James Maxton once said that ‘if you can’t ride two horses at once you shouldn’t be in the bloody circus!’ Fair enough, but how many ‘ordinary decent people’ see themselves as circus artists?

Probably no one is surprised when Nigel Farage describes Britain’s vote to leave the EU as a victory for ‘ordinary decent people’. A generation earlier Thatcher’s admirers claimed her as a champion of ordinariness. But what is that? Even class analysis is confusing: Thatcher’s special appeal was identified with the lower middle class; Trump and Farage are linked to the (white) working class and/or those left behind by globalisation. Perhaps the most consistent theme in the rhetoric about ordinary people is their aspirations (material and career), and being keen on security and patriotic.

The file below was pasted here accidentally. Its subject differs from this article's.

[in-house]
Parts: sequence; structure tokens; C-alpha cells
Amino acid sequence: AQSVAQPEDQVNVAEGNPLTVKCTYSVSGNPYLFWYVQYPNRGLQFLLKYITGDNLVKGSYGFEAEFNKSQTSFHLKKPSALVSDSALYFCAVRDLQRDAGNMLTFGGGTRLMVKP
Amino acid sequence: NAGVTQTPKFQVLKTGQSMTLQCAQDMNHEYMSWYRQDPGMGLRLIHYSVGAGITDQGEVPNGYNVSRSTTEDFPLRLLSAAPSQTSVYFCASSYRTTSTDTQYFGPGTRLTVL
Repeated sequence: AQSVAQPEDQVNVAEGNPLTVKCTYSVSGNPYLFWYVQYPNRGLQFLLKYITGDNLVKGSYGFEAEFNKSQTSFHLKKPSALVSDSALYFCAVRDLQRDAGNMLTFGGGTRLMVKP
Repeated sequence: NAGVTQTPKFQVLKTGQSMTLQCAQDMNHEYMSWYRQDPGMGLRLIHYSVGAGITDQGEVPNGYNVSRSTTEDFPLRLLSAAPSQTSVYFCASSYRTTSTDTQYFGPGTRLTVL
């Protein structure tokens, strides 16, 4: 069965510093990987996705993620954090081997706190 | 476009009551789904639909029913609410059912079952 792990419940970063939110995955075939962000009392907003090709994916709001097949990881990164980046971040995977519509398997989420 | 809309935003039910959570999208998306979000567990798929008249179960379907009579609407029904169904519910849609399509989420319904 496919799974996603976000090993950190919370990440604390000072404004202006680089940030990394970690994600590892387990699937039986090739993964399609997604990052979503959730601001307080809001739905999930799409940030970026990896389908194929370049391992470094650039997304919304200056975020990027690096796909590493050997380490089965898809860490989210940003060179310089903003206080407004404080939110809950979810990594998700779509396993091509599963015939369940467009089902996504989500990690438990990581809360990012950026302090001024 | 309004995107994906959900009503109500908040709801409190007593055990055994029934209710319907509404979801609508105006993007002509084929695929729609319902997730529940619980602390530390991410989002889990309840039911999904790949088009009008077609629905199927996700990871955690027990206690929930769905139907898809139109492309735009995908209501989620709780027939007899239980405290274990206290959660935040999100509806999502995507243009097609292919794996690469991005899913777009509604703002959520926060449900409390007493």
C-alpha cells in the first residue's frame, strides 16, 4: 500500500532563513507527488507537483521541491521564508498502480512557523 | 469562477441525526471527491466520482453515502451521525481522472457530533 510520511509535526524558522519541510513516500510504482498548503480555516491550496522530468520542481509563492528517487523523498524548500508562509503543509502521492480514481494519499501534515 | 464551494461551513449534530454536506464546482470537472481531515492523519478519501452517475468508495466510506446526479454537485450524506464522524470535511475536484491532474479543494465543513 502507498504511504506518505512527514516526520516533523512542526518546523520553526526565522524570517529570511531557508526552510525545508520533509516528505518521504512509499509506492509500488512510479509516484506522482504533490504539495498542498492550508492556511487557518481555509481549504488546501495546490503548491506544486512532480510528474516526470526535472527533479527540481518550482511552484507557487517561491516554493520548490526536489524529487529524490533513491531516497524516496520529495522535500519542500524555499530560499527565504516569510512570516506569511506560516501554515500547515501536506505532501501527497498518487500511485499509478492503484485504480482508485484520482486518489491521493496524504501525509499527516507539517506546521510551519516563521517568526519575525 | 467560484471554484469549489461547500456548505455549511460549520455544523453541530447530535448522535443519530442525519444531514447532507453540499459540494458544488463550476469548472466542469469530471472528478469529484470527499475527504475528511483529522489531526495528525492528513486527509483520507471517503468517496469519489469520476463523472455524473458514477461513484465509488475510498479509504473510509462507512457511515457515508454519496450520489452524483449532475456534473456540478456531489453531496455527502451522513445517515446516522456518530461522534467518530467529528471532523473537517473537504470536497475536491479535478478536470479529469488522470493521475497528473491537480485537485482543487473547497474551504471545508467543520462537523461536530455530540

But should we ever hear moral philosophers talking about ‘common sense morality’ – assumed to be that of most ordinary people – things get still more confusing. This common sense morality may or may not have a religious basis, but in any case it’s supposed to have fairly firm notions of right and wrong, fairness, and respect for persons which can sit uncomfortably beside what ordinary people are supposed to want by many politicians. And once we get into ‘realist’ definitions of national interest, that is to say, what business, diplomats, and security services are expected to do on behalf of ordinary people, these ordinary people begin to look like a real circus spectacular.

I wonder whether the real message of globalisation is: Circus acts are terrific entertainment, but now make up your bloody mind what you’re doing!

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